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How to Practice Music: Practice Does Not Make Perfect

Feb. 13, 2017
Most music students don't realize that they can actually become a worse if they practice incorrectly. Learn to practice the right way.


Founder & CEO | Sage Music

Most music students don’t realize that they can actually become a worse if they practice incorrectly. Imagine the frustration you would feel practicing your instrument for hours and hours, months upon months only to be further away from your musical goals. This is why more than 60% of all music students quit just a few months after beginning according to a recent research funded by the Australian government.

How to Practice Music

Practice Does Not Make Perfect

What they say isn’t true,  Practice does not make perfect.  Even the esteemed Malcolm Gladwell misrepresented the idea of practice in his book The Tipping Point.  He discusses the 10,000 hours theory, which states that if you put in 10,000 hours of work or practice into your given field you will achieve mastery.

But that simply isn’t true.

In fact, you could potentially practice for 20,000 hours only to be left with confusion and error, having created habits of movement and thought that make you less effective than before. That would be roughly 4 hours of practice per day for 20 years. How would you feel after putting in those kinds of hours for little or no return?

The good news is that there is a way to practice 10,000 hours and guarantee your success in music, or in any other activity that you choose.  It’s very simple, actually. You just have to know how to use both your body and your mind the right way.  I learned quite a bit about how to do this when I was recovering from a brain injury I sustained in the Iraq war. Let me share some of these secrets with you now.

The Mind: Practicing with Intention

First, you have to practice with the correct frame of mind. Researchers in the field of human learning call this type of practice “Deliberate Practice”.  Deliberate practice is not just sitting down and repeating something until it gets better. That’s what most people suggest, but it can actually be quite destructive. Let me start with an easy example.

Imagine that you practice a song 99 times trying to make it perfect. Then on the 100th time, you play it perfectly.  Now imagine that you play this in front of an audience.  What do you think the likelihood of playing perfectly is? How confident will you feel?  Unfortunately, you probably won’t feel very good, or confident, or have a high chance of success.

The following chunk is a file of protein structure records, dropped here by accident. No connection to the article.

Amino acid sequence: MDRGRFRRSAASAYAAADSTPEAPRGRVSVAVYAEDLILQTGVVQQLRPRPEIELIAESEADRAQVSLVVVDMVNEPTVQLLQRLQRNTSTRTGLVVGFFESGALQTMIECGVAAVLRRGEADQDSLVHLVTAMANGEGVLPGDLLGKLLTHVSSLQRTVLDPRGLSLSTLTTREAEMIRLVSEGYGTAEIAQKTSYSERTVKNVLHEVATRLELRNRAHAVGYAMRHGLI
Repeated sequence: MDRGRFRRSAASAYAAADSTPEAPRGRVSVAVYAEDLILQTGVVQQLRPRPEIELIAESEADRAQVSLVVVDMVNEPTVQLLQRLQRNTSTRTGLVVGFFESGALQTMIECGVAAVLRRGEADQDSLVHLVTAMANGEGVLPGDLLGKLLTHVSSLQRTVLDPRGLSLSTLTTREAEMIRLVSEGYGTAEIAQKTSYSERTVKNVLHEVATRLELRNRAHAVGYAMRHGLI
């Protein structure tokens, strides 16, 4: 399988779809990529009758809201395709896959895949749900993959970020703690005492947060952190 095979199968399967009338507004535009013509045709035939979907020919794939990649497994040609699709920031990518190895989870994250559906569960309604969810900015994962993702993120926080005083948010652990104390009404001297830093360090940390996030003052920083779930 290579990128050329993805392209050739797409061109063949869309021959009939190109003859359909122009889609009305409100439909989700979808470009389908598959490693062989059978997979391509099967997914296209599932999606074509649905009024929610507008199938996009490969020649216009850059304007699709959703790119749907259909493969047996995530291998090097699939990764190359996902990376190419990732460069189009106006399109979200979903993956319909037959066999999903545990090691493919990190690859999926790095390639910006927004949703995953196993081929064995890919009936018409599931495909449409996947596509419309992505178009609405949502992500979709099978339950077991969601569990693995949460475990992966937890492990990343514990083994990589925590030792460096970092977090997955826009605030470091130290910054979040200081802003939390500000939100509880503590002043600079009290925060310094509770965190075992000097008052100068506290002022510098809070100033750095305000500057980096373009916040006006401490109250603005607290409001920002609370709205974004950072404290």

Let’s imagine it differently now.  Imagine that you practice all of the right movements perfectly 99 times, even if it is very slow.  Then I put you in front of the audience to perform.  Don’t you think your odds of success are now greatly improved?  And your confidence, too, right?!

Deliberate Practice does require repeating certain movements like just described. But it also includes things like structure, goal setting, metacognition (thinking about your practicing), solid practice strategies, and maintaining accuracy.

So now let’s revise our question:  Assume you practice 10,000 hours like Gladwell suggests.  And you practice like the experts do with Deliberate Practice. Will you now achieve mastery?  It’s still a no, but we are getting closer! Next we must consider whether you are using your body in the most effective way possible. You could in fact use your mind properly but train some really bad movements.

The Body: Healthy, Efficient Movements

Secondly, you need to practice the right movements. It may seem silly to imagine, but think of kicking a soccer ball with only your heel.  Or swinging a golf club using only one hand.  You might become the best heel kicker or one armed club swinger, but are you really going to be a master? Will you really be great at what you do compared to others with better technique?  The point is that you can become expert in bad movements. Please don’t do that!

You have to use the best technique when you practice. This simply means using your body and instrument in the healthiest and most efficient ways possible.  What are these ways, do you ask?

While this might vary slightly from person and from instrument to instrument, there are several general rules of movement that apply to everyone. This is what the fields of biomechanics and kinesiology are all about. The magic is learning how to apply these rules to your given instrument, considering your body’s own size and shape. This is where a well trained and qualified music teacher is really handy.

Let’s revise our question once again.  Assume you now practice 10,000 hours, like Gladwell suggests.  And you practice like the experts do with Deliberate Practice. And you practice slowly, making only accurate repetitions of the most effective movements. Will you now achieve mastery? I guarantee that you will.

This is exactly why I have founded Sage Music, to help the many students here just like you who are looking for a better way to practice and learn music. It isn’t something that can be learned in a day, or by reading a single blog post. But it can be learned. And the sooner you start with this type of training that faster and more confidently you will achieve your musical goals.

Want to become an expert practicer? Try Sage Music Lessons.
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